Values, Perceived and Real

In writing about archival advocacy in Many Happy Returns, a book he edited, former NARA Truman Presidential Library director Larry Hackman writes, “Communicate your values; virtue will be rewarded.” Hackman tells archivists, which I once was,

“Among the very best advocacy techniques are for the archives to find ways (a) to impress people, inside and beyond the organization, by hard work, professionalism, and a commitment to improve the program and its services and (b) to demonstrate that the archives is not driven by perks, privileges, and status symbols, especially any that have personal rather than institutional implications. Potential allies and supporters will come to disrespect archivists whom they believe are interested more in their own welfare and comfort than in the larger program and purpose. Archives should look for opportunities to convey the character and motivations of the archives leadership and staff and the internal culture of the archives.”

However Hackman developed this wise approach to advocacy, it is not one I often see in the political realm these days. This makes it hard to work out realistic solutions on many records related issues. As I’ve noted previously, being president is so difficult because it involves toggling between two worlds, the grown up world of policy and the often schoolboy-like world of politics, where blame shifting, seemingly blind tribalism, self-righteousness, and name calling rule.  Both parties are vulnerable to that.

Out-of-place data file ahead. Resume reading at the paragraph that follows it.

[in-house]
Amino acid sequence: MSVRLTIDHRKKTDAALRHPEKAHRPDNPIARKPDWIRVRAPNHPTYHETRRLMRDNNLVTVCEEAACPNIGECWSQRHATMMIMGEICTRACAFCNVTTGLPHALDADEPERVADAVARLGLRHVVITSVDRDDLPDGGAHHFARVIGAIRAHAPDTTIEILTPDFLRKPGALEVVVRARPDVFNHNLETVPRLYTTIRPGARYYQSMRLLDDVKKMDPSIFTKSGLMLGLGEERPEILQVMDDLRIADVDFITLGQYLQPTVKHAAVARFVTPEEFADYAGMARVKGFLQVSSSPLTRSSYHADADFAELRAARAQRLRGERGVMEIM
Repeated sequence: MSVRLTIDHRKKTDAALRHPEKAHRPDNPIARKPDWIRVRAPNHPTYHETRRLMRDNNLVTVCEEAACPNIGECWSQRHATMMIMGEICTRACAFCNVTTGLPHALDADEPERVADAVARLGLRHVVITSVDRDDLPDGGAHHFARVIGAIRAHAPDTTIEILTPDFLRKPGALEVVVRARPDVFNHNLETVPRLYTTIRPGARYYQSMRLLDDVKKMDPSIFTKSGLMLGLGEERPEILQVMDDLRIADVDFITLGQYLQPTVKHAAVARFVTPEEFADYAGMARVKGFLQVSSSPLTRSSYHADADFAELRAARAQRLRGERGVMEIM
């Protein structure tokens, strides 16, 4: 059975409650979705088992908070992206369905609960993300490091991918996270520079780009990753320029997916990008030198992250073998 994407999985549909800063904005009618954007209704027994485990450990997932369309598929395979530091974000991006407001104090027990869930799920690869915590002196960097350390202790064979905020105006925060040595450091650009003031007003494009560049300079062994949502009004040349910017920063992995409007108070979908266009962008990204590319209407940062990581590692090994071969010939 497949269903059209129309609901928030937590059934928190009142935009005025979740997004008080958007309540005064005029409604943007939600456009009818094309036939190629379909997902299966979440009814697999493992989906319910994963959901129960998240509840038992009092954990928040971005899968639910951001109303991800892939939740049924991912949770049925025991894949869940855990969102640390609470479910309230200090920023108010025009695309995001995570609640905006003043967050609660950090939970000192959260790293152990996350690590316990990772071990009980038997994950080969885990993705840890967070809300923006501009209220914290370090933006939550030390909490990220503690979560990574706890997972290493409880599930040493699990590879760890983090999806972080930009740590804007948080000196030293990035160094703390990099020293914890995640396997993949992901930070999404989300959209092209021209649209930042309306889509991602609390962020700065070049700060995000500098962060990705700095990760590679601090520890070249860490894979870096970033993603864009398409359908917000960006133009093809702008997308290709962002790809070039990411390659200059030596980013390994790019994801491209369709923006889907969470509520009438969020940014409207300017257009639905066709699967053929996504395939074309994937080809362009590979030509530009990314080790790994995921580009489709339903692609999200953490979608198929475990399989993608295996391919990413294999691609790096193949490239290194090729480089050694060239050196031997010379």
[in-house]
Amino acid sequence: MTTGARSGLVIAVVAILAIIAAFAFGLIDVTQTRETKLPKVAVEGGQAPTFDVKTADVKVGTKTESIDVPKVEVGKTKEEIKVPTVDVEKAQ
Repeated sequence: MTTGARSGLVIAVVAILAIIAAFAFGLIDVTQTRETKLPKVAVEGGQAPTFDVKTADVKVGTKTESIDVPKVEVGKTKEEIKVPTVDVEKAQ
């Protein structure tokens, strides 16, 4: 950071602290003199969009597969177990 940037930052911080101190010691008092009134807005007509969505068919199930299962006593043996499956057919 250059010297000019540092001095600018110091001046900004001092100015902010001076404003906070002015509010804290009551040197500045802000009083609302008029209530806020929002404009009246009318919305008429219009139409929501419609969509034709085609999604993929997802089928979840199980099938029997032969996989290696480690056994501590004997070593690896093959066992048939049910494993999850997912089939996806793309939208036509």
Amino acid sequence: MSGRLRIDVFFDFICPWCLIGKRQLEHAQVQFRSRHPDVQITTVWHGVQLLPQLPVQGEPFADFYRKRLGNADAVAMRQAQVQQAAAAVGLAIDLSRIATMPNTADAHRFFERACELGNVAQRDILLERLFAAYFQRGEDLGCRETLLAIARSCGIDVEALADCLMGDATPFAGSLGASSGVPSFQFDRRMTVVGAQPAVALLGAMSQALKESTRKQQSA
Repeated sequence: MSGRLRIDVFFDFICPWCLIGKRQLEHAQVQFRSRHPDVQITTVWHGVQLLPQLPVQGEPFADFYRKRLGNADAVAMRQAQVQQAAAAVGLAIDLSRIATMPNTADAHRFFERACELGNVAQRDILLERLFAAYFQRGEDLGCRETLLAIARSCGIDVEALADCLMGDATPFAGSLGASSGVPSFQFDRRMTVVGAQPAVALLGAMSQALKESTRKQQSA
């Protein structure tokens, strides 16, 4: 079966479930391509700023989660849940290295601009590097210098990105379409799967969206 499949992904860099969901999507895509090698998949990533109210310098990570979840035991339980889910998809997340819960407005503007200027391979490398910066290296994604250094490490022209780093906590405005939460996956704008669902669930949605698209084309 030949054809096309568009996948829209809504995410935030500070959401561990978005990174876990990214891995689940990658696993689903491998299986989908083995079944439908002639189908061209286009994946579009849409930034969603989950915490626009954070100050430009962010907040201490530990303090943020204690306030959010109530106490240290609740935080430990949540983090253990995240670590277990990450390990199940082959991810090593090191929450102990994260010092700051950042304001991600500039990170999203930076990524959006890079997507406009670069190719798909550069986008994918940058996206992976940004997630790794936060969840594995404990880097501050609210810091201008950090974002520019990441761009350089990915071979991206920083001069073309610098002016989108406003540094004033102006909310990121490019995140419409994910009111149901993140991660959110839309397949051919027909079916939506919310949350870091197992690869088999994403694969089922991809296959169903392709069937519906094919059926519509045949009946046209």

Former Bush administration official John Yoo addressed this in a different context in a Q&A at The Washington Post site in 2006.

Anonymous poster’s online question:

“Modern-day Presidents come into office with their public images colored by bitter electoral contests that often reflect an ethos of win at any cost. Can they easily shed that coloration once in office? Or does it become a drag on their ability to govern and convince the public of their trustworthiness?

The campaign ethos often reflects expediency and even a disregard for truth. If becoming President depends on one’s supporters handing out leaflets that imply that not voting for George Bush will lead the Bible to be banned in Arkansas, so be it. Or calling all critics unpatriotic. Or implying that John McCain has an illegitimate child, as happened during the primaries in 2000. Or, to use an example that may have harmed George W. Bush in the contest with Al Gore, leaking news of a candidate’s drunken driving arrest at the end of the campaign in 2000.